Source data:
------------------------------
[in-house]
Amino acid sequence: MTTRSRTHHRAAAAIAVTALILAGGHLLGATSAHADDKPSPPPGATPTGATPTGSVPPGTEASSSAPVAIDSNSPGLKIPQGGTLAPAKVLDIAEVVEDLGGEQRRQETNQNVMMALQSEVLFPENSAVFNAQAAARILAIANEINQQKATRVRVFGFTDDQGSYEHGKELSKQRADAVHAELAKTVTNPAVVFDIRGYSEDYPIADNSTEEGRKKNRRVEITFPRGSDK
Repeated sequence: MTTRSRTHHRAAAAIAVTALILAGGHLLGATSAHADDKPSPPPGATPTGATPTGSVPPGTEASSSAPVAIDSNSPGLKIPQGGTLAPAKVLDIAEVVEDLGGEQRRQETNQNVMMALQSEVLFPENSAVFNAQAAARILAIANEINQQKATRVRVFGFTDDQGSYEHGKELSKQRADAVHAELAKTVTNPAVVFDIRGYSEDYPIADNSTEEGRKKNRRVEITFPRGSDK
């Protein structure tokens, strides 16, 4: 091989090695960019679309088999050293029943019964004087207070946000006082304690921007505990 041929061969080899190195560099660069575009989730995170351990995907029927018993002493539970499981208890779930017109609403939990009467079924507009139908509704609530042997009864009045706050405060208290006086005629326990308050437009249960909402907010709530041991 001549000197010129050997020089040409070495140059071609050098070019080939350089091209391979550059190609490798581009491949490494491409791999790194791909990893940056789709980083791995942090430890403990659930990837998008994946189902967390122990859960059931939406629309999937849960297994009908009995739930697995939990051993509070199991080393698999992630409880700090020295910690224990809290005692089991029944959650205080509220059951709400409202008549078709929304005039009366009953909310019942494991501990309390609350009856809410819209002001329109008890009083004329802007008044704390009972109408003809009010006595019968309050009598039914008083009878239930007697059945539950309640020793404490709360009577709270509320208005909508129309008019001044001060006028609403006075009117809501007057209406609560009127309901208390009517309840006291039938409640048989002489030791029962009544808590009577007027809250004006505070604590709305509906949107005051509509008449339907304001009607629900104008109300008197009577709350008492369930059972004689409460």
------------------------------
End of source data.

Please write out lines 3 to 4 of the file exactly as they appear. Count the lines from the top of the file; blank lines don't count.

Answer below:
Repeated sequence: MTTRSRTHHRAAAAIAVTALILAGGHLLGATSAHADDKPSPPPGATPTGATPTGSVPPGTEASSSAPVAIDSNSPGLKIPQGGTLAPAKVLDIAEVVEDLGGEQRRQETNQNVMMALQSEVLFPENSAVFNAQAAARILAIANEINQQKATRVRVFGFTDDQGSYEHGKELSKQRADAVHAELAKTVTNPAVVFDIRGYSEDYPIADNSTEEGRKKNRRVEITFPRGSDK
């Protein structure tokens, strides 16, 4: 091989090695960019679309088999050293029943019964004087207070946000006082304690921007505990 041929061969080899190195560099660069575009989730995170351990995907029927018993002493539970499981208890779930017109609403939990009467079924507009139908509704609530042997009864009045706050405060208290006086005629326990308050437009249960909402907010709530041991 001549000197010129050997020089040409070495140059071609050098070019080939350089091209391979550059190609490798581009491949490494491409791999790194791909990893940056789709980083791995942090430890403990659930990837998008994946189902967390122990859960059931939406629309999937849960297994009908009995739930697995939990051993509070199991080393698999992630409880700090020295910690224990809290005692089991029944959650205080509220059951709400409202008549078709929304005039009366009953909310019942494991501990309390609350009856809410819209002001329109008890009083004329802007008044704390009972109408003809009010006595019968309050009598039914008083009878239930007697059945539950309640020793404490709360009577709270509320208005909508129309008019001044001060006028609403006075009117809501007057209406609560009127309901208390009517309840006291039938409640048989002489030791029962009544808590009577007027809250004006505070604590709305509906949107005051509509008449339907304001009607629900104008109300008197009577709350008492369930059972004689409460």